Fig 3

 (Above - Fig.3: Canterbury Cathedral, Kent, West End, largely fifteenth century. © Peter N. Lindfield.)             

In its surviving state, the entrance façade possesses more of a Classical air with a triangular roofline lacking any of the ornament typically associated with Gothic medieval architecture, and the panels are also of a simple rectangular form and the inscriptions executed in Roman script; there is no attempt to convey the Gothic in the shape, ornament, or style of writing. Unlike the remainder of the exterior, the entrance façade presents a confused mixture of Classical and Gothic sources that, for example, are absent in far more expensive commissions undertaken at the time by leading architects, including, for example, the exactly contemporary Snelston Hall in Derbyshire by the London architect Lewis Nockalls Cottingham (1787–1847), or the rebuilt Palace of Westminster in London following the disastrous fire of 1834 (below - Fig.4: Palace of Westminster, London, after 1840 - save earlier survivals, including Westminster Hall. © Peter N. Lindfield.).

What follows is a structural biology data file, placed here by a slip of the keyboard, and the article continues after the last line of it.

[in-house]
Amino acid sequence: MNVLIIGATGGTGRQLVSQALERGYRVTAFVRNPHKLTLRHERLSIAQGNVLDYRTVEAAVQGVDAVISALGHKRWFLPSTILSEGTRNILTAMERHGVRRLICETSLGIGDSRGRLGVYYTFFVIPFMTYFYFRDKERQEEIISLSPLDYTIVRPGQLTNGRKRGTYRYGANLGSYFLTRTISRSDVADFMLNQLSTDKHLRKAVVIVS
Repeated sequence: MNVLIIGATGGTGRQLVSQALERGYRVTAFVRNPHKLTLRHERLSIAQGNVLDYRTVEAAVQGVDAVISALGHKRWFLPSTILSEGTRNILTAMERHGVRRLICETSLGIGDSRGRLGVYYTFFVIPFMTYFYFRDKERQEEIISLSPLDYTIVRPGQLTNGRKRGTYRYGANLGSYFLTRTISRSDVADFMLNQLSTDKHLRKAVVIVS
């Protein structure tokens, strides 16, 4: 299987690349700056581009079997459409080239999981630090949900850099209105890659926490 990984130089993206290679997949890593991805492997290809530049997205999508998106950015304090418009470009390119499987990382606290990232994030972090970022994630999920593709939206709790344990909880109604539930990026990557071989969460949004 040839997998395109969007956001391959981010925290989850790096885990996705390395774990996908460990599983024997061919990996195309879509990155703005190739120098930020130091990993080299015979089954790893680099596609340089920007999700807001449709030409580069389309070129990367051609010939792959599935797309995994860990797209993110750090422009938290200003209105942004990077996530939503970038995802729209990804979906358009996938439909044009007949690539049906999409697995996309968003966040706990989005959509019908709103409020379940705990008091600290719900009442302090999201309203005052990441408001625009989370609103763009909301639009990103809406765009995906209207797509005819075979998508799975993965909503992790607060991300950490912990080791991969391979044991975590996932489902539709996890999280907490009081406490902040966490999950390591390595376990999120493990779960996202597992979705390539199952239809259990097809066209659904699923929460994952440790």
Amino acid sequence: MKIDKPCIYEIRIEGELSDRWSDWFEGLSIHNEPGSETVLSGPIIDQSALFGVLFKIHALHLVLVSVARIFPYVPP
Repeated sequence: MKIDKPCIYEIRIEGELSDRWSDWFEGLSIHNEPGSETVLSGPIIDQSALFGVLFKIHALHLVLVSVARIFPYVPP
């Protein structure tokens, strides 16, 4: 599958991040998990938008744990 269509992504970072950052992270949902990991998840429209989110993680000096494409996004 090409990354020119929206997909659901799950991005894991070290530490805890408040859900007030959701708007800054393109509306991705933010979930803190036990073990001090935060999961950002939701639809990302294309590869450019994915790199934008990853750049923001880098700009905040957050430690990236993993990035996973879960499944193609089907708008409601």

Fig 4